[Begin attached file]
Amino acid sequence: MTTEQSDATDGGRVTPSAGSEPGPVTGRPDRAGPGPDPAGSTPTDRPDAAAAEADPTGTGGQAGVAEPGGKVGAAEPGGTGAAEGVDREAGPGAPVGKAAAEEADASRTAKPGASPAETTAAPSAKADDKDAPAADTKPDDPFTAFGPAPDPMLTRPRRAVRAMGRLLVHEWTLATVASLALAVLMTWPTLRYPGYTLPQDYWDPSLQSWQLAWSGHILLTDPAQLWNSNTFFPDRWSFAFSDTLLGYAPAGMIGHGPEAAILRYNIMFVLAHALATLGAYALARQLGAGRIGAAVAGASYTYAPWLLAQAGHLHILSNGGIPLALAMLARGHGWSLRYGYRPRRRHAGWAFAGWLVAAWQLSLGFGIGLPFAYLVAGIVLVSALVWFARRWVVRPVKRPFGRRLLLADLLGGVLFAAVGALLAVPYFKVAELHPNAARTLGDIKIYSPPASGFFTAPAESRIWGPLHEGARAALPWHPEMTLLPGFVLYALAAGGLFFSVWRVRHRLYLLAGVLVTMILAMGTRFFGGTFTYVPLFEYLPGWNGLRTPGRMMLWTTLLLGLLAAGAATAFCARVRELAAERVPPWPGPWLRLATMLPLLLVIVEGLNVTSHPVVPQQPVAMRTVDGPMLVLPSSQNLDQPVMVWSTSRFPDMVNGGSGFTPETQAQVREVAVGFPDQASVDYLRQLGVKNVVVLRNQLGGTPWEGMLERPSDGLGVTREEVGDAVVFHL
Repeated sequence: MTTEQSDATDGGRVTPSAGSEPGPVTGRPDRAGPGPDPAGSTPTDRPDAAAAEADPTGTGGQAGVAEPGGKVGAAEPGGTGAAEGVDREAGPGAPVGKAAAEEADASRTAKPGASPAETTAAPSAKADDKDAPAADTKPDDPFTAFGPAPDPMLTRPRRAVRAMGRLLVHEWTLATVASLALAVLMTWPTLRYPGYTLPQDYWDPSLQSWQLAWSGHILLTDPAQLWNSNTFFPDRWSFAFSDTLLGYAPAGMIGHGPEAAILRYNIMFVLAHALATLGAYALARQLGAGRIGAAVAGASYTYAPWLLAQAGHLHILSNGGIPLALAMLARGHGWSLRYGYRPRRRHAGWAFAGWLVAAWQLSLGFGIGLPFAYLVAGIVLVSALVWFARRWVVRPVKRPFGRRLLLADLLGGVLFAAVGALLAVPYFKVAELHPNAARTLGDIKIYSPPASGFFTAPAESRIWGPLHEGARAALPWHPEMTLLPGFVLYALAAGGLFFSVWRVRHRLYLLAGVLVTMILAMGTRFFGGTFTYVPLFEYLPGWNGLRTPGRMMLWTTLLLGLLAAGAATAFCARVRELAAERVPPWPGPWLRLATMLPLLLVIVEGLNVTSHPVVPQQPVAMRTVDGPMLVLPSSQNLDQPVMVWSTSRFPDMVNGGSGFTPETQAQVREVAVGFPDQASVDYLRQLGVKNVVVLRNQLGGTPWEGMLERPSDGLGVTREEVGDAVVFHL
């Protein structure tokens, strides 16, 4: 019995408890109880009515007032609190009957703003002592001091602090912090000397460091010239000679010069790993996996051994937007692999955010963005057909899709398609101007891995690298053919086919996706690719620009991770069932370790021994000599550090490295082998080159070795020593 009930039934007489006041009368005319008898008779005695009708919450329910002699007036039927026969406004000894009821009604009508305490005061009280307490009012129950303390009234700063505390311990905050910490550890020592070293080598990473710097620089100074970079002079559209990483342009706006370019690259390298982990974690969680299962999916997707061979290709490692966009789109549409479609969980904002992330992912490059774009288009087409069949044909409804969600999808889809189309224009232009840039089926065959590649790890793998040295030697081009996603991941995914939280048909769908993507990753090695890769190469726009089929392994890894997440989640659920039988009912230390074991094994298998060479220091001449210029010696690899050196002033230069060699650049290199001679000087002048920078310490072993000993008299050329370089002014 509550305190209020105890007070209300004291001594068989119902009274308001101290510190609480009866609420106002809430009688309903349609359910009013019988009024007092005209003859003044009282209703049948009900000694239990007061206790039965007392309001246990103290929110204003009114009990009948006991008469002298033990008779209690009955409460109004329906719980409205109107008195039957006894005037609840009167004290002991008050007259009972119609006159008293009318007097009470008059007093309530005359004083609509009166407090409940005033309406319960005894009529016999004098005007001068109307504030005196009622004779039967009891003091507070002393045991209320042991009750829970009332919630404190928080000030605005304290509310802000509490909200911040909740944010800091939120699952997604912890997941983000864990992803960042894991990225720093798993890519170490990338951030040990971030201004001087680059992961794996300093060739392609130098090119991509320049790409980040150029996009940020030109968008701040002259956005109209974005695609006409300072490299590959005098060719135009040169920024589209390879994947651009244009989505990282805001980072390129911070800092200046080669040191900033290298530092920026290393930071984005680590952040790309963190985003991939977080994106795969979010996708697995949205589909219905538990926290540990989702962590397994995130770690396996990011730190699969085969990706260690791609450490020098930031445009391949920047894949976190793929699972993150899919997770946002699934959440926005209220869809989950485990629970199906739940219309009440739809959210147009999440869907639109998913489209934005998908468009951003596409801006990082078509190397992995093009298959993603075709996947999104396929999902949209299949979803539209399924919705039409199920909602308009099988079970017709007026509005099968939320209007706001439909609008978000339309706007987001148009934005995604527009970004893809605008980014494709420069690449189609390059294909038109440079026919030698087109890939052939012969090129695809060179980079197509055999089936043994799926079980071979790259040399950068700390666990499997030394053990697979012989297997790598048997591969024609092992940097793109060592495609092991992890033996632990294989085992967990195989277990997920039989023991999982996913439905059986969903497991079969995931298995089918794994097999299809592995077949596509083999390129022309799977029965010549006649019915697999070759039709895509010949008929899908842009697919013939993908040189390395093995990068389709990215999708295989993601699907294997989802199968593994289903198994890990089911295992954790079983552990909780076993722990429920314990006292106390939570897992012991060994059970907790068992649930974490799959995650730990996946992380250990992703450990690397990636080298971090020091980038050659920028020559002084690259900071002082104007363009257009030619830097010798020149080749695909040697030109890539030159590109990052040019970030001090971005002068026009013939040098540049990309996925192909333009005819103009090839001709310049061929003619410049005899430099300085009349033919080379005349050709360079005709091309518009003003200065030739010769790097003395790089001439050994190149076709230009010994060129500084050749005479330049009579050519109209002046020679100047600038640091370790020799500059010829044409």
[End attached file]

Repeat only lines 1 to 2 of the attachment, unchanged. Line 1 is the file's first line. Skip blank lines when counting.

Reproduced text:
Amino acid sequence: MTTEQSDATDGGRVTPSAGSEPGPVTGRPDRAGPGPDPAGSTPTDRPDAAAAEADPTGTGGQAGVAEPGGKVGAAEPGGTGAAEGVDREAGPGAPVGKAAAEEADASRTAKPGASPAETTAAPSAKADDKDAPAADTKPDDPFTAFGPAPDPMLTRPRRAVRAMGRLLVHEWTLATVASLALAVLMTWPTLRYPGYTLPQDYWDPSLQSWQLAWSGHILLTDPAQLWNSNTFFPDRWSFAFSDTLLGYAPAGMIGHGPEAAILRYNIMFVLAHALATLGAYALARQLGAGRIGAAVAGASYTYAPWLLAQAGHLHILSNGGIPLALAMLARGHGWSLRYGYRPRRRHAGWAFAGWLVAAWQLSLGFGIGLPFAYLVAGIVLVSALVWFARRWVVRPVKRPFGRRLLLADLLGGVLFAAVGALLAVPYFKVAELHPNAARTLGDIKIYSPPASGFFTAPAESRIWGPLHEGARAALPWHPEMTLLPGFVLYALAAGGLFFSVWRVRHRLYLLAGVLVTMILAMGTRFFGGTFTYVPLFEYLPGWNGLRTPGRMMLWTTLLLGLLAAGAATAFCARVRELAAERVPPWPGPWLRLATMLPLLLVIVEGLNVTSHPVVPQQPVAMRTVDGPMLVLPSSQNLDQPVMVWSTSRFPDMVNGGSGFTPETQAQVREVAVGFPDQASVDYLRQLGVKNVVVLRNQLGGTPWEGMLERPSDGLGVTREEVGDAVVFHL
Repeated sequence: MTTEQSDATDGGRVTPSAGSEPGPVTGRPDRAGPGPDPAGSTPTDRPDAAAAEADPTGTGGQAGVAEPGGKVGAAEPGGTGAAEGVDREAGPGAPVGKAAAEEADASRTAKPGASPAETTAAPSAKADDKDAPAADTKPDDPFTAFGPAPDPMLTRPRRAVRAMGRLLVHEWTLATVASLALAVLMTWPTLRYPGYTLPQDYWDPSLQSWQLAWSGHILLTDPAQLWNSNTFFPDRWSFAFSDTLLGYAPAGMIGHGPEAAILRYNIMFVLAHALATLGAYALARQLGAGRIGAAVAGASYTYAPWLLAQAGHLHILSNGGIPLALAMLARGHGWSLRYGYRPRRRHAGWAFAGWLVAAWQLSLGFGIGLPFAYLVAGIVLVSALVWFARRWVVRPVKRPFGRRLLLADLLGGVLFAAVGALLAVPYFKVAELHPNAARTLGDIKIYSPPASGFFTAPAESRIWGPLHEGARAALPWHPEMTLLPGFVLYALAAGGLFFSVWRVRHRLYLLAGVLVTMILAMGTRFFGGTFTYVPLFEYLPGWNGLRTPGRMMLWTTLLLGLLAAGAATAFCARVRELAAERVPPWPGPWLRLATMLPLLLVIVEGLNVTSHPVVPQQPVAMRTVDGPMLVLPSSQNLDQPVMVWSTSRFPDMVNGGSGFTPETQAQVREVAVGFPDQASVDYLRQLGVKNVVVLRNQLGGTPWEGMLERPSDGLGVTREEVGDAVVFHL